I recently posted about the enduring influence of Dualist versions of Christianity, the idea that the material world is a diabolic creation, from which Christ came to free us. These views were widespread and enduring in the early and medieval church, and flourished somewhere in all eras prior to the fourteenth century – even later in some regions. I am intrigued both by the enduring appeal of such ideas, and their distinctive use of Biblical texts.
Around 970, the Orthodox Presbyter Cosmas preached furiously against the Bogomil heretics who were gaining ground so rapidly across the Balkans. He condemned their views, which exactly followed the Dualist “package” I have already described. Because matter was evil, they rejected any religious symbols that used it, or any institution that taught their use. That meant rejecting crosses, icons, churches, and all sacraments, including the eucharist and baptism. “And how can they call themselves Christians, when they don’t have priests to baptize them, when they don’t make the sign of the cross, when they don’t sing priestly hymns and don’t respect priests?” They scorned the veneration of the Virgin Mary. Around 1100, a Byzantine writer recorded a Bogomil leader speaking in equally damning terms of the institutional church: “And as for the churches, woe is me – he called our sacred churches the temples of devils, and our consecration of the body and blood of our one and greatest High Priest and Victim he considered and condemned as worthless.”
And where did they get these monstrous ideas? Why, largely from the gospels themselves. When you read the views of Dualist churches like the Bogomils and Albigensians, you are immediately struck by how thoroughly immersed they are in the New Testament, and especially the gospels. Given that limitation, and without the vital structure provided by the Old Testament (which they rejected), they are able to deploy their texts quite consistently.
Now, orthodox believers had long protested against heretical misuse of scripture. As far back as the second century, Irenaeus complained that “In like manner do these persons patch together old wives’ fables, and then endeavor, by violently drawing away from their proper connection, words, expressions, and parables whenever found, to adapt the oracles of God to their baseless fictions.” (See Peter Leithart’s recent post on this at First Things).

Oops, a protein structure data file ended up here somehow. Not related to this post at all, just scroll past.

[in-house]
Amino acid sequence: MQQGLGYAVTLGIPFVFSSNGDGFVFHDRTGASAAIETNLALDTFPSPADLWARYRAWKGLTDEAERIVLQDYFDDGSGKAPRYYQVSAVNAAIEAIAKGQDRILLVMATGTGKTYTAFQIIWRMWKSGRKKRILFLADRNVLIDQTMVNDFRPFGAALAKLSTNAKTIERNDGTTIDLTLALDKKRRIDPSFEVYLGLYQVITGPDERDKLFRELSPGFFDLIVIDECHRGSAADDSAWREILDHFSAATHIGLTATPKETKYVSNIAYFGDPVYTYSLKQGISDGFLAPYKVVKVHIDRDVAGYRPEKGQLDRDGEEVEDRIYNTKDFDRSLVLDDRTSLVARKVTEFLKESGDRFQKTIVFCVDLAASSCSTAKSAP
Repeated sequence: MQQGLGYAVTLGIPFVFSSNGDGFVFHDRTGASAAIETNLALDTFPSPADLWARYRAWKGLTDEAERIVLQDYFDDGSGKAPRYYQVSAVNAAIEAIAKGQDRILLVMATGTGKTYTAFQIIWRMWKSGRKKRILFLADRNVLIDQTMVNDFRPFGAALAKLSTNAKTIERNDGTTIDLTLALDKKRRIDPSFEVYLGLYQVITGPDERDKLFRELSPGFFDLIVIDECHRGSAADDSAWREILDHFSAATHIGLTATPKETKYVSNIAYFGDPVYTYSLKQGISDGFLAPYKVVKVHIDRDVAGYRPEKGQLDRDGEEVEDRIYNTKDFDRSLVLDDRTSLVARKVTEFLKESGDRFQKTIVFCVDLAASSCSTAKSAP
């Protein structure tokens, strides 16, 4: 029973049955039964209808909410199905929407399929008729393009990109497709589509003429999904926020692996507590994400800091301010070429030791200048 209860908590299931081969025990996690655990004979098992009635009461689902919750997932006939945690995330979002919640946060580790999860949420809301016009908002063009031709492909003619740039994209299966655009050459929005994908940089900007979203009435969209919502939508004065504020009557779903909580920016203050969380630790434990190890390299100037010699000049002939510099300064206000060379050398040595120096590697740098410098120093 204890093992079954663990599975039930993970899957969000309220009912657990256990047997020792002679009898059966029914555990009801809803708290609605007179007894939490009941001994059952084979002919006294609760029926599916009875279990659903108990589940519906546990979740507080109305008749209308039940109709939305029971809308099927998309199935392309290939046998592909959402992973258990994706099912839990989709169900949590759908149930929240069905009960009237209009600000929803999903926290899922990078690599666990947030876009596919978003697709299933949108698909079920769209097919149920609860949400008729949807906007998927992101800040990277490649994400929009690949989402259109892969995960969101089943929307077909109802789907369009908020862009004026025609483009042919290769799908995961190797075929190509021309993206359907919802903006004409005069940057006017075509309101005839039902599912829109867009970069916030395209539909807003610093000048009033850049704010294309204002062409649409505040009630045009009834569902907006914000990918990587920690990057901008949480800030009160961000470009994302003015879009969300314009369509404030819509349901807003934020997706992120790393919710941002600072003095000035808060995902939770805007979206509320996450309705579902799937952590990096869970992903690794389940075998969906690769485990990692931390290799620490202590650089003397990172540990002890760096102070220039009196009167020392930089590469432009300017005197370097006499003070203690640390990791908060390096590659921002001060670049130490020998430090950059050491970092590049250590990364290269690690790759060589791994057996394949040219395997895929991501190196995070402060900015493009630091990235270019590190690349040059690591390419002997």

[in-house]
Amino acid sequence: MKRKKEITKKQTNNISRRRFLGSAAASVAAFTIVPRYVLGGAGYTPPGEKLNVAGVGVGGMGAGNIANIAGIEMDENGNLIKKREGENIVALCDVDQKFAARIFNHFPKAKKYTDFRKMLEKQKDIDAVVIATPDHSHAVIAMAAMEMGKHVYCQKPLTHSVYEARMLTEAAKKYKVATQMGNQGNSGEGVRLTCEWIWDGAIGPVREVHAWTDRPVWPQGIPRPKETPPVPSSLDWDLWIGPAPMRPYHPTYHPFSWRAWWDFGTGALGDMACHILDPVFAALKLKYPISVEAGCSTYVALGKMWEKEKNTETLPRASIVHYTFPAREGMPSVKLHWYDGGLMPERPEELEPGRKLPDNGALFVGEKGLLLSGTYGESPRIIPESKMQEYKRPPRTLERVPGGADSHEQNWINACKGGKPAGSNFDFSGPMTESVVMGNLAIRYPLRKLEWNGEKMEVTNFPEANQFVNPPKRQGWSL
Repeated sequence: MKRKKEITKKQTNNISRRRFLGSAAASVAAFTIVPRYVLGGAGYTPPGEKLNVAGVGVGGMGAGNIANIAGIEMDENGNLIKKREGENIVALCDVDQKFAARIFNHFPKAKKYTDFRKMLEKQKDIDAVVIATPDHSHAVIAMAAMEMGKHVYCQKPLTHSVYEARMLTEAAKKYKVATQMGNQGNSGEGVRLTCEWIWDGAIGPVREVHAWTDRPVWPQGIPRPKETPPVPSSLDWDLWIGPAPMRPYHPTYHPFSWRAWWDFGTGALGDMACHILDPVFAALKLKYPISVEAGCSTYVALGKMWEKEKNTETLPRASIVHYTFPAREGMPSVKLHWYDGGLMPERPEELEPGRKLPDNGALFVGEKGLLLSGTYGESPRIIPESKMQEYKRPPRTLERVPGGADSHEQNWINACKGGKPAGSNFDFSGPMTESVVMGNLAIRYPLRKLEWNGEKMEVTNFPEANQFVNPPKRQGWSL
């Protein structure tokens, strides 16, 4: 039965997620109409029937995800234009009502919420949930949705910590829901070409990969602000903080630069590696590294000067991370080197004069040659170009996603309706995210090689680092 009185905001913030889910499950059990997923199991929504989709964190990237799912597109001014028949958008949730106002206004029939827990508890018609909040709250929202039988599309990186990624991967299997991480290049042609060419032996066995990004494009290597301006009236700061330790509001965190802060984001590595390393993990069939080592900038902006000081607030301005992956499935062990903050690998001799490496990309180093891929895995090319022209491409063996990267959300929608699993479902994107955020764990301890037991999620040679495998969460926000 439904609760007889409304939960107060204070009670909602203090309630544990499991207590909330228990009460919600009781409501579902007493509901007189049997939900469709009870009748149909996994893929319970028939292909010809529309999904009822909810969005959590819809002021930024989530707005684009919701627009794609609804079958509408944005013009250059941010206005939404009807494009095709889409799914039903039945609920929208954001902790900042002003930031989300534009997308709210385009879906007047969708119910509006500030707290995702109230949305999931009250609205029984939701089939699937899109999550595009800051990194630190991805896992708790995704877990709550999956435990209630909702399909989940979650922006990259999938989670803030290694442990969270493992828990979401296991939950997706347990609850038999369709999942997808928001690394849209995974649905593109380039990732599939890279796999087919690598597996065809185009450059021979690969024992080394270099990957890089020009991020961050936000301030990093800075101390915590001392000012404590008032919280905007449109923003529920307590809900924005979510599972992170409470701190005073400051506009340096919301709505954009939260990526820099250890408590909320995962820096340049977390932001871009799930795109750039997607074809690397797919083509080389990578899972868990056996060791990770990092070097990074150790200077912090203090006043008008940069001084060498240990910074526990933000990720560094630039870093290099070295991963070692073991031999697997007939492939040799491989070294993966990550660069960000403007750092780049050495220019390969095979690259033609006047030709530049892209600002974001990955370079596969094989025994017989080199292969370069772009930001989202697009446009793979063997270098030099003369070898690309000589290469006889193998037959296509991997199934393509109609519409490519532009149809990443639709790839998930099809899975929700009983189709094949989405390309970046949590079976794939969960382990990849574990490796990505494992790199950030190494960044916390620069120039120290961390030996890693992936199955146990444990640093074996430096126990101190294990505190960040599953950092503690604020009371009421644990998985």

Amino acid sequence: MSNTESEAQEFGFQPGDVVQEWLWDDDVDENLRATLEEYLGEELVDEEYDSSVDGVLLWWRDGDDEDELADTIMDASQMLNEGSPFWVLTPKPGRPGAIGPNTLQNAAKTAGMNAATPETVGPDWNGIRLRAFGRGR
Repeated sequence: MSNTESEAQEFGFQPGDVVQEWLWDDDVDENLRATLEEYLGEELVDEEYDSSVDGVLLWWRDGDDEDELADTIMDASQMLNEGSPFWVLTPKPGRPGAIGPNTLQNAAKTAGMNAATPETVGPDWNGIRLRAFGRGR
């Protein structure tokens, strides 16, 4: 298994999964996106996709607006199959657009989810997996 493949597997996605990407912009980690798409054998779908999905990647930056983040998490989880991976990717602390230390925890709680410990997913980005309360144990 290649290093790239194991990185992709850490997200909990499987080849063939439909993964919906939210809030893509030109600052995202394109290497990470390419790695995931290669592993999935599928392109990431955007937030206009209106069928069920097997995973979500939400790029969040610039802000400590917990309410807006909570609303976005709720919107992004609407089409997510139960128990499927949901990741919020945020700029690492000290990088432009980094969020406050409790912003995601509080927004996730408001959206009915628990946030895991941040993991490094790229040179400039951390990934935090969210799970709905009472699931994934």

Medieval Dualists were creative in rooting their doctrines in scripture. A number of texts can be used to support the idea that the Devil is the Lord of the present world. Bogomils cited the temptations in the wilderness to prove that the Devil held power over the world, and could therefore offer it to Jesus (Matthew 4.8-9). Jesus himself speaks of the Devil as Lord of this World (ho tou kosmou archon, John 14.30). Many of the texts commonly used today to support predestination also lend themselves to those purposes, especially the parable of the wheat and the tares (Matthew 13.24-30).
If the world is of the Devil, then a church that claims material power and acts sacramentally must be his servant.
Cosmas reports one distinctive reading:
Having heard the parable in the gospels about the two sons, they consider Christ the older son, and the younger one who deceived his father they consider the Devil, and they call him “Mammon,” and they call him the creator and builder of the things of the earth. And he commanded men to marry, to eat meat, and to drink wine. And while simply defaming everything of ours, they consider themselves heavenly dwellers, and people who marry and live in this world they call the “servants of Mammon.”
Bogomils drew on the puzzling parable of the unjust steward (Luke 16.1-13), which they saw as an account of the revolt of the fallen angels. In this reading, Satan/Satanael himself was the “steward” who used those material promises to lure other angels into rebellion, forgiving their “debts.” (Janet Hamilton and Bernard Hamilton, eds., Christian Dualist Heresies in the Byzantine World, 183).
Revelation too offered several valuable passages that could be read to justify Dualist theology.
It would be intriguing in fact to compile a list of these passages that so inspired dissident groups, a kind of Heretics’ Bible. Just which texts, especially from the gospels, lend themselves so powerfully to religious dissidence? I suspect we would find the same passages reused time and again through the centuries.